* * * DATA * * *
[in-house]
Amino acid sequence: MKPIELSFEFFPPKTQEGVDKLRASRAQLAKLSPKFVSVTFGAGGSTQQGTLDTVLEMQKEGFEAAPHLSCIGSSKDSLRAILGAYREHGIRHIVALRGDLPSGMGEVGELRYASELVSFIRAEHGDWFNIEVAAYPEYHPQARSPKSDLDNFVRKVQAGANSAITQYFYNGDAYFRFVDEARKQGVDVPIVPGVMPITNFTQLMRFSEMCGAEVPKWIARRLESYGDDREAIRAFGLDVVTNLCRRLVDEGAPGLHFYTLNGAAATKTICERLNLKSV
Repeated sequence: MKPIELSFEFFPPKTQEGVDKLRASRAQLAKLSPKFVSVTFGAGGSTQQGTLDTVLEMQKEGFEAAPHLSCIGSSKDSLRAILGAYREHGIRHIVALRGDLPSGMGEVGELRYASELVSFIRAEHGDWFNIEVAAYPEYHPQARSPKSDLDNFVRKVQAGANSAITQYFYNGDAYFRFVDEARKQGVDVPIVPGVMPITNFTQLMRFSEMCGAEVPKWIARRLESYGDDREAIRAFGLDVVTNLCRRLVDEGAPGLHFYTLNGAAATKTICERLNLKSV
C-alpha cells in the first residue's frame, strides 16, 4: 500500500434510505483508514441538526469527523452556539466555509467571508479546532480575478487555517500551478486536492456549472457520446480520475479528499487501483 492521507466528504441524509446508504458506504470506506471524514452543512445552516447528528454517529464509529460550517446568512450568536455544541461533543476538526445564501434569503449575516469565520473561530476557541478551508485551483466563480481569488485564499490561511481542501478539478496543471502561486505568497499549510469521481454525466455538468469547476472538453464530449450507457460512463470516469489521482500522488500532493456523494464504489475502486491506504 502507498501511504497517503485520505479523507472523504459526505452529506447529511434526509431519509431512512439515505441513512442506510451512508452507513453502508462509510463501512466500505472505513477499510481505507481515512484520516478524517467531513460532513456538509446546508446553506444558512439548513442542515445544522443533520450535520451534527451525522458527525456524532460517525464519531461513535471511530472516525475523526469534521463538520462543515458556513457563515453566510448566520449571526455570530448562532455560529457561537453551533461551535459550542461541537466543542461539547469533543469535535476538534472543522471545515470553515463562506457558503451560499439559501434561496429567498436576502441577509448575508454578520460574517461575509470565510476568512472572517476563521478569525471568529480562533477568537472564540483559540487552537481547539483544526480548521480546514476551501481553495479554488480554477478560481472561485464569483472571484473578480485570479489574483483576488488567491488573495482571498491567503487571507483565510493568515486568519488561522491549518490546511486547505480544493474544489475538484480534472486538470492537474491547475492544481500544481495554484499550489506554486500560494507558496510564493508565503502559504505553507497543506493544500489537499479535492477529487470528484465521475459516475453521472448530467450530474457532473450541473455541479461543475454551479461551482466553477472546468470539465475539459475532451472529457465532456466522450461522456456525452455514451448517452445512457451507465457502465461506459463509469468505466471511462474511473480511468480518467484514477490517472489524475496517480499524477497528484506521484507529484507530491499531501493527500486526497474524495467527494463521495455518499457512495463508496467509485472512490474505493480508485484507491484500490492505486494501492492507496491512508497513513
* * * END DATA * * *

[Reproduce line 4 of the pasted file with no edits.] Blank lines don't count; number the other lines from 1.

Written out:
C-alpha cells in the first residue's frame, strides 16, 4: 500500500434510505483508514441538526469527523452556539466555509467571508479546532480575478487555517500551478486536492456549472457520446480520475479528499487501483 492521507466528504441524509446508504458506504470506506471524514452543512445552516447528528454517529464509529460550517446568512450568536455544541461533543476538526445564501434569503449575516469565520473561530476557541478551508485551483466563480481569488485564499490561511481542501478539478496543471502561486505568497499549510469521481454525466455538468469547476472538453464530449450507457460512463470516469489521482500522488500532493456523494464504489475502486491506504 502507498501511504497517503485520505479523507472523504459526505452529506447529511434526509431519509431512512439515505441513512442506510451512508452507513453502508462509510463501512466500505472505513477499510481505507481515512484520516478524517467531513460532513456538509446546508446553506444558512439548513442542515445544522443533520450535520451534527451525522458527525456524532460517525464519531461513535471511530472516525475523526469534521463538520462543515458556513457563515453566510448566520449571526455570530448562532455560529457561537453551533461551535459550542461541537466543542461539547469533543469535535476538534472543522471545515470553515463562506457558503451560499439559501434561496429567498436576502441577509448575508454578520460574517461575509470565510476568512472572517476563521478569525471568529480562533477568537472564540483559540487552537481547539483544526480548521480546514476551501481553495479554488480554477478560481472561485464569483472571484473578480485570479489574483483576488488567491488573495482571498491567503487571507483565510493568515486568519488561522491549518490546511486547505480544493474544489475538484480534472486538470492537474491547475492544481500544481495554484499550489506554486500560494507558496510564493508565503502559504505553507497543506493544500489537499479535492477529487470528484465521475459516475453521472448530467450530474457532473450541473455541479461543475454551479461551482466553477472546468470539465475539459475532451472529457465532456466522450461522456456525452455514451448517452445512457451507465457502465461506459463509469468505466471511462474511473480511468480518467484514477490517472489524475496517480499524477497528484506521484507529484507530491499531501493527500486526497474524495467527494463521495455518499457512495463508496467509485472512490474505493480508485484507491484500490492505486494501492492507496491512508497513513